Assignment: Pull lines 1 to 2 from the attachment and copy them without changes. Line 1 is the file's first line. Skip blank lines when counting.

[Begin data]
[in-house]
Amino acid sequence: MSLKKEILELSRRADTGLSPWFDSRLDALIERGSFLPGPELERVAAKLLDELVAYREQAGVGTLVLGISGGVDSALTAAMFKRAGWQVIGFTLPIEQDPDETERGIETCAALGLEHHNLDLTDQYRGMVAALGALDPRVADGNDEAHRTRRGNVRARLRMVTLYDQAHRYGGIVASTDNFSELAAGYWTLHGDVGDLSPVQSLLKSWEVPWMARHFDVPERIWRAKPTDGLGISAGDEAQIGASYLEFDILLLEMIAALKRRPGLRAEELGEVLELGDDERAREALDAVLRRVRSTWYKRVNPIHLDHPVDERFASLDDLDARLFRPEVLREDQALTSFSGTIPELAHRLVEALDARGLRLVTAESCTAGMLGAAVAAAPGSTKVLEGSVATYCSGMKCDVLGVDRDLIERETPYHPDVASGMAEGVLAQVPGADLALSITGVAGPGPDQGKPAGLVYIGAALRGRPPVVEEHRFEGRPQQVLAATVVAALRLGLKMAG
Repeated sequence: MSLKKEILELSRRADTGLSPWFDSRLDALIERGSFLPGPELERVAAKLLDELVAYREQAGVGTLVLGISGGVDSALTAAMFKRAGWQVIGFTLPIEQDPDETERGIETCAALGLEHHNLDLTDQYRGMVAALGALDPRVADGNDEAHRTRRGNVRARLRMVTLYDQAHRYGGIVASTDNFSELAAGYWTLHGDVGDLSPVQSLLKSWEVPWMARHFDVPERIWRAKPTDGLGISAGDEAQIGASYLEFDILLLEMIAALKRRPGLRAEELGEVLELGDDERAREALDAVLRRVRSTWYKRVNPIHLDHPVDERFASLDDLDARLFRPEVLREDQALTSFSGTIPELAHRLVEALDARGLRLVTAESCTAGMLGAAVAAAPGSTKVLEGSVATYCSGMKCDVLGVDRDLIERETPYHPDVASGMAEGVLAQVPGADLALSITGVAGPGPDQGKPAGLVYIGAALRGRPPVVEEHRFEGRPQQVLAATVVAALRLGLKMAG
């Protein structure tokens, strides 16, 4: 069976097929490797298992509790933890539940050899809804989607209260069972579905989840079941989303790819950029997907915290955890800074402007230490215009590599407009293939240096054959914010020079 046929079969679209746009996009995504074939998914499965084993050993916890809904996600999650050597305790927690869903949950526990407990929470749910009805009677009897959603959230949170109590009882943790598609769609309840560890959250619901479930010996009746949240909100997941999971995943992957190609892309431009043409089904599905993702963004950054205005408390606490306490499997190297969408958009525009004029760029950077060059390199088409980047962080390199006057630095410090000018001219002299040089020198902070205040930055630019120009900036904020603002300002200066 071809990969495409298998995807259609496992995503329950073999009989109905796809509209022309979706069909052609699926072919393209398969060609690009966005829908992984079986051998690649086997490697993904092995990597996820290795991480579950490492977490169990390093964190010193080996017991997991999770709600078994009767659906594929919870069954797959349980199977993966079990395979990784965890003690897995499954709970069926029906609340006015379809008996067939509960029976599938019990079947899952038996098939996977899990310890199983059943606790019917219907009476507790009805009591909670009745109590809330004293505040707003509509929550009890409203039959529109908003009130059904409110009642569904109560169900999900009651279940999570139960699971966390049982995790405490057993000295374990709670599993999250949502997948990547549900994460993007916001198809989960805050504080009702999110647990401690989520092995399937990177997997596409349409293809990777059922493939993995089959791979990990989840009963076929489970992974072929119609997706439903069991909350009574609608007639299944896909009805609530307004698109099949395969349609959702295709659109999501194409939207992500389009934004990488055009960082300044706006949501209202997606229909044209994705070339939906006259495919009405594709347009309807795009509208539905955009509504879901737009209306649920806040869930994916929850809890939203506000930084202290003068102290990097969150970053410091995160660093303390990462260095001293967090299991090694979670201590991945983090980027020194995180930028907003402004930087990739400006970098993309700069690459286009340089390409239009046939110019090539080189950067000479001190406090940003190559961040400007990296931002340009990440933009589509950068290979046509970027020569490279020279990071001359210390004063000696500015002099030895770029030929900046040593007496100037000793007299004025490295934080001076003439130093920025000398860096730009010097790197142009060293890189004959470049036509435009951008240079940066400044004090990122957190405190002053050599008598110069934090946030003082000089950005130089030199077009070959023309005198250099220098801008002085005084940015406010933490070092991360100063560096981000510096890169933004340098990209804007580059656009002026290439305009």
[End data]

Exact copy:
[in-house]
Amino acid sequence: MSLKKEILELSRRADTGLSPWFDSRLDALIERGSFLPGPELERVAAKLLDELVAYREQAGVGTLVLGISGGVDSALTAAMFKRAGWQVIGFTLPIEQDPDETERGIETCAALGLEHHNLDLTDQYRGMVAALGALDPRVADGNDEAHRTRRGNVRARLRMVTLYDQAHRYGGIVASTDNFSELAAGYWTLHGDVGDLSPVQSLLKSWEVPWMARHFDVPERIWRAKPTDGLGISAGDEAQIGASYLEFDILLLEMIAALKRRPGLRAEELGEVLELGDDERAREALDAVLRRVRSTWYKRVNPIHLDHPVDERFASLDDLDARLFRPEVLREDQALTSFSGTIPELAHRLVEALDARGLRLVTAESCTAGMLGAAVAAAPGSTKVLEGSVATYCSGMKCDVLGVDRDLIERETPYHPDVASGMAEGVLAQVPGADLALSITGVAGPGPDQGKPAGLVYIGAALRGRPPVVEEHRFEGRPQQVLAATVVAALRLGLKMAG